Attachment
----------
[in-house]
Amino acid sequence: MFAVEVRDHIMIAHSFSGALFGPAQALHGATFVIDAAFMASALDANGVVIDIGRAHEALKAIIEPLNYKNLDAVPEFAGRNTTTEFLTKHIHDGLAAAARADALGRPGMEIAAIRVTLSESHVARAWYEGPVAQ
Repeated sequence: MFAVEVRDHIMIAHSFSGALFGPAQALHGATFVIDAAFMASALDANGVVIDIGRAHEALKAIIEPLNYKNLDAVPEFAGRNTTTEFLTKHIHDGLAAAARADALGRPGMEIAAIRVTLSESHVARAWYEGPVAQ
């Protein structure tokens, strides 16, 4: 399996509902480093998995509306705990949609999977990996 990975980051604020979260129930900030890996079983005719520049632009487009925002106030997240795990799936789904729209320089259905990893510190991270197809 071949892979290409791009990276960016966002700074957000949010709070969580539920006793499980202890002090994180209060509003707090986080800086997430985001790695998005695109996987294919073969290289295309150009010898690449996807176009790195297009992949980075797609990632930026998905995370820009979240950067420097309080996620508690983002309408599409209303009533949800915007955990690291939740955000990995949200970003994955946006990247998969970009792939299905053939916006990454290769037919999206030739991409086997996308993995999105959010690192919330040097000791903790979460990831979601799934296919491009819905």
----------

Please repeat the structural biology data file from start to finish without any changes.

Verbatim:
[in-house]
Amino acid sequence: MFAVEVRDHIMIAHSFSGALFGPAQALHGATFVIDAAFMASALDANGVVIDIGRAHEALKAIIEPLNYKNLDAVPEFAGRNTTTEFLTKHIHDGLAAAARADALGRPGMEIAAIRVTLSESHVARAWYEGPVAQ
Repeated sequence: MFAVEVRDHIMIAHSFSGALFGPAQALHGATFVIDAAFMASALDANGVVIDIGRAHEALKAIIEPLNYKNLDAVPEFAGRNTTTEFLTKHIHDGLAAAARADALGRPGMEIAAIRVTLSESHVARAWYEGPVAQ
């Protein structure tokens, strides 16, 4: 399996509902480093998995509306705990949609999977990996 990975980051604020979260129930900030890996079983005719520049632009487009925002106030997240795990799936789904729209320089259905990893510190991270197809 071949892979290409791009990276960016966002700074957000949010709070969580539920006793499980202890002090994180209060509003707090986080800086997430985001790695998005695109996987294919073969290289295309150009010898690449996807176009790195297009992949980075797609990632930026998905995370820009979240950067420097309080996620508690983002309408599409209303009533949800915007955990690291939740955000990995949200970003994955946006990247998969970009792939299905053939916006990454290769037919999206030739991409086997996308993995999105959010690192919330040097000791903790979460990831979601799934296919491009819905």